Why not? Let’s tempt the giant in the land of verbs and see if we can’t begin to sort out the difference between these two difficult words in English, may and might. Should I write, for example, you may remember that he lived in Spain for a few years after college, or you might remember? Let’s begin by recalling some basics about verbs.
When a verb has a subject, as both may and might do here (you), it is called a finite verb, finite meaning specific, and therefore specific as to the person or thing which is undertaking the action of the verb. Finite verbs have five properties, one of which is called mood, which tells the reader the manner in which the verb is making its assertion: as fact, called the indicative mood; as a command, called the imperative mood; or as a supposition, which is not a fact in the world, but an assumption we hold true in our minds for a while in order to think things out. A supposition, or hypothesis, has its verb in the subjunctive mood.
Now it is the indicative and subjunctive moods which concern us here, for may and might can each be either indicative or subjunctive, depending upon whether the writer intends to state or suppose a fact. That is probably the most important idea to remember, because many of us were taught that these two words always work as auxiliary verbs to mark the subjunctive mood. That is not correct. An auxiliary verb supplies power (think of auxiliary troops) to an already existing principal verb, and when may or might act as auxiliaries, as they often properly do, they mean to convey the ideas of wish or a possibility with some degree of doubt. Sometimes, though, these same two verbs convey the ideas of permission or real and likely possibility, in which case they are the principal verb of the clause and stand in the indicative mood.
You’ll remember I began by saying that we were going to be tempting a grammatical giant with this topic. The difficulty in all of this lies both in the subtleties of our perceptions and the craft of our language. If I say that he renewed his passport, so he may now travel out of the country, the verb may stands in the indicative mood, because it intends to assert the fact of having permission: the subject he is in fact permitted now to travel (the additional verb travel works to complete the idea of permission and is called a complementary infinitive). If I say that he may go to Spain again this year, the verb may is likewise in the indicative mood, because I mean to say that there is in fact the real possibility that he will be going. Put either of these factual assertions in the past tense, and may simply changes to might: he told me he might now travel outside the country.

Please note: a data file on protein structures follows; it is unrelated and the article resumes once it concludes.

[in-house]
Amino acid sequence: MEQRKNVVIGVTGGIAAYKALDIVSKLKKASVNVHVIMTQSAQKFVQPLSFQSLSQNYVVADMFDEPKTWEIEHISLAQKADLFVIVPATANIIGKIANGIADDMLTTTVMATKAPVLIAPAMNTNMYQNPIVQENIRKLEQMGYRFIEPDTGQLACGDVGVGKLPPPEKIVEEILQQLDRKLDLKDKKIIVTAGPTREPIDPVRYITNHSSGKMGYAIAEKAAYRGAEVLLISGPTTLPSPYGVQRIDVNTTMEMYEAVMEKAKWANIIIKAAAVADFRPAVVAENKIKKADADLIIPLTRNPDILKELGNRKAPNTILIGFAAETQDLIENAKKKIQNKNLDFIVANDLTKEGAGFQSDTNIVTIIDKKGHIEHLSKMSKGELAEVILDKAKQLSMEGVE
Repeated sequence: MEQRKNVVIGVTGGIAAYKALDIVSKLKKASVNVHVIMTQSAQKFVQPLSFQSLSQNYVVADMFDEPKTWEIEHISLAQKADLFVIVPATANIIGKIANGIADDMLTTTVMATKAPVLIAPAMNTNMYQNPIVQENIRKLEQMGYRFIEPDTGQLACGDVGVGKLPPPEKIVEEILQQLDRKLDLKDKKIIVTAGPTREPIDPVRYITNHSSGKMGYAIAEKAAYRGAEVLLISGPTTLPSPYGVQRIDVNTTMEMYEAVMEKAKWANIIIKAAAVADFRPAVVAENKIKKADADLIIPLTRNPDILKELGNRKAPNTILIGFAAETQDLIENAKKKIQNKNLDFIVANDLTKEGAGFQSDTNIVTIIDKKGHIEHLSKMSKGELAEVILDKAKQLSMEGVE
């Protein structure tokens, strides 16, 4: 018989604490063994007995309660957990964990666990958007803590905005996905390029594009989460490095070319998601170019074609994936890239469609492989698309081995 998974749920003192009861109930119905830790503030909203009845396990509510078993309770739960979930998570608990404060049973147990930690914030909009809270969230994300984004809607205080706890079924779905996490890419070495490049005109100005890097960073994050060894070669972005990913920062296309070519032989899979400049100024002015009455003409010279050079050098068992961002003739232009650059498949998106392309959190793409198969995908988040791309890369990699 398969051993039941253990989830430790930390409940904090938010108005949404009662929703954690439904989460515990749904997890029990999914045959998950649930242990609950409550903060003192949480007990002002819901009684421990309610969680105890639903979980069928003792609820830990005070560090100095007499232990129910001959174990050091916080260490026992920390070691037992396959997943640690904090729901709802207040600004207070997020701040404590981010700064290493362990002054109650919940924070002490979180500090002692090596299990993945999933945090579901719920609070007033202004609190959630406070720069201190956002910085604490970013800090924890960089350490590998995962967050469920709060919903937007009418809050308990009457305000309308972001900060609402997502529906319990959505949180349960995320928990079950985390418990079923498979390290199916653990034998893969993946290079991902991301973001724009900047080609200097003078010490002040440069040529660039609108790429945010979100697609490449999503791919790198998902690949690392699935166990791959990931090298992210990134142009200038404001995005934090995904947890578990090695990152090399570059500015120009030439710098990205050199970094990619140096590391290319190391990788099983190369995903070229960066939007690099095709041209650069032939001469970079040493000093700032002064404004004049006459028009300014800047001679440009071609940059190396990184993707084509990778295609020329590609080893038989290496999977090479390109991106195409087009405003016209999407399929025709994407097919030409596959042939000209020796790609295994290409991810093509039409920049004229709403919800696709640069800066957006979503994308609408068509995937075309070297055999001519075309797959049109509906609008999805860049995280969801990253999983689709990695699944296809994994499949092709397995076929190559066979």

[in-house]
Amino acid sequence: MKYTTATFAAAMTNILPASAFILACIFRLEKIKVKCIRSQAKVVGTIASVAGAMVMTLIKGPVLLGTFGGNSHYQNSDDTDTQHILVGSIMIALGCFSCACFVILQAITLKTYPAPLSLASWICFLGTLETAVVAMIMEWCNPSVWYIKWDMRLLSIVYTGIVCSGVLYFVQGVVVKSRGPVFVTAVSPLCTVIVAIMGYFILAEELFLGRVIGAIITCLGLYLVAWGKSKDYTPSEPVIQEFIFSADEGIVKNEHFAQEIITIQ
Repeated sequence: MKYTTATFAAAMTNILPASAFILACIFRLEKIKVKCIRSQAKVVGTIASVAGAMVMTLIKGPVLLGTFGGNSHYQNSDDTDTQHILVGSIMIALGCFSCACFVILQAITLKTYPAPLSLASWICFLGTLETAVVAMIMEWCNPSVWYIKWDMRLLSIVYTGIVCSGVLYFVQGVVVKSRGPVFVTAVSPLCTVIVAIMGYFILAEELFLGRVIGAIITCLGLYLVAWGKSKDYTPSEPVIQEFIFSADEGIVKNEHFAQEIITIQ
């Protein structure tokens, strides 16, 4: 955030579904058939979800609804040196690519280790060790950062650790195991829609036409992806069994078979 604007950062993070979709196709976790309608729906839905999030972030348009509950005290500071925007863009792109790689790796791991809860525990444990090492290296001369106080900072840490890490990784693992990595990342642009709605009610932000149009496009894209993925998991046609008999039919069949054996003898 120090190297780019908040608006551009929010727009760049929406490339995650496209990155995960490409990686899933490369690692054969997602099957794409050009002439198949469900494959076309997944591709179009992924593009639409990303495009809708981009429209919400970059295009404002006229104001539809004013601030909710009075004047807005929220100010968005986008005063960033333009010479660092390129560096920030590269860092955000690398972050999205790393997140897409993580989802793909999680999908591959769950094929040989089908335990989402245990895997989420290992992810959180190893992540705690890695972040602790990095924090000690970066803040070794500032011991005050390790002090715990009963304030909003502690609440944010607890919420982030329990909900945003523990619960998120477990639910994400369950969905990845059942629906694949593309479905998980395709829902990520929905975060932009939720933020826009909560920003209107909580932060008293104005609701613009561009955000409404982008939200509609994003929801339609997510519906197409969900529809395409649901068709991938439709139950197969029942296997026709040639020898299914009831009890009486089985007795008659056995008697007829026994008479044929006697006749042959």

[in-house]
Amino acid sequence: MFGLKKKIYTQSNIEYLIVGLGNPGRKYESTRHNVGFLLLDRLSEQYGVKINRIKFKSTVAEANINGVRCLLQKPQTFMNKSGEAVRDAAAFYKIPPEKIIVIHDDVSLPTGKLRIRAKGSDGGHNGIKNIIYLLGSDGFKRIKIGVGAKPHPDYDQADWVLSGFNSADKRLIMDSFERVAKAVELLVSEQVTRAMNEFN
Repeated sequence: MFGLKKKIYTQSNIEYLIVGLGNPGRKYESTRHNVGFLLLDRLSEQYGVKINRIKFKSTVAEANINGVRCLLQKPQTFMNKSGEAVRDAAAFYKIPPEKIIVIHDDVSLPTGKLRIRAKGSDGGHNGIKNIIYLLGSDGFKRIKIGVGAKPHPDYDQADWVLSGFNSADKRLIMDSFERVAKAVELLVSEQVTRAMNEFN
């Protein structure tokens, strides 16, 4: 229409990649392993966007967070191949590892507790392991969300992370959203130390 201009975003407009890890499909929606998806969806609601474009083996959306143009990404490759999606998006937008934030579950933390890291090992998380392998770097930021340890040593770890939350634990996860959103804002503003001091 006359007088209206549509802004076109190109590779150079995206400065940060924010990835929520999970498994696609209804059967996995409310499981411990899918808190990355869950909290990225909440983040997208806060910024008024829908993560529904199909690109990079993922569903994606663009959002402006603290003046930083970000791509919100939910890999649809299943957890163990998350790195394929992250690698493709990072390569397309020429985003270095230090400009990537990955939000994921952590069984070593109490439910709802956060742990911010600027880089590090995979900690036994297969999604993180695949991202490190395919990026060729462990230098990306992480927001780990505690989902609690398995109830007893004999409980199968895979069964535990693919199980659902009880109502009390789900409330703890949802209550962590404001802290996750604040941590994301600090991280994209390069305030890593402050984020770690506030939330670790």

But—if my intention is to say that a friend of mine renewed his passport and now has some wish to travel (rather than actual permission or likely intent to travel), then the very same words, understood grammatically differently, convey an entirely different idea: he renewed his passport, so he may now travel out of the country could mean he’s thinking of traveling out of the country. Under this alternative interpretation, the verb may stands as an auxiliary verb to the principal verb travel, and its function marks the idea of wish or doubtful possibility, both of which are notions requiring the subjunctive mood. Likewise, if I said that he might have trouble arranging a trip to Spain this year, the verb might is here auxiliary to the principal verb have, it too serving to denote some smaller degree of possibility.
Sometimes the context will guide us to the best interpretation, sometimes the tone of our voice, and sometimes just our own close and careful grammatical analysis with a sharp eye on the context. Who knew that giants could be so—crafty?
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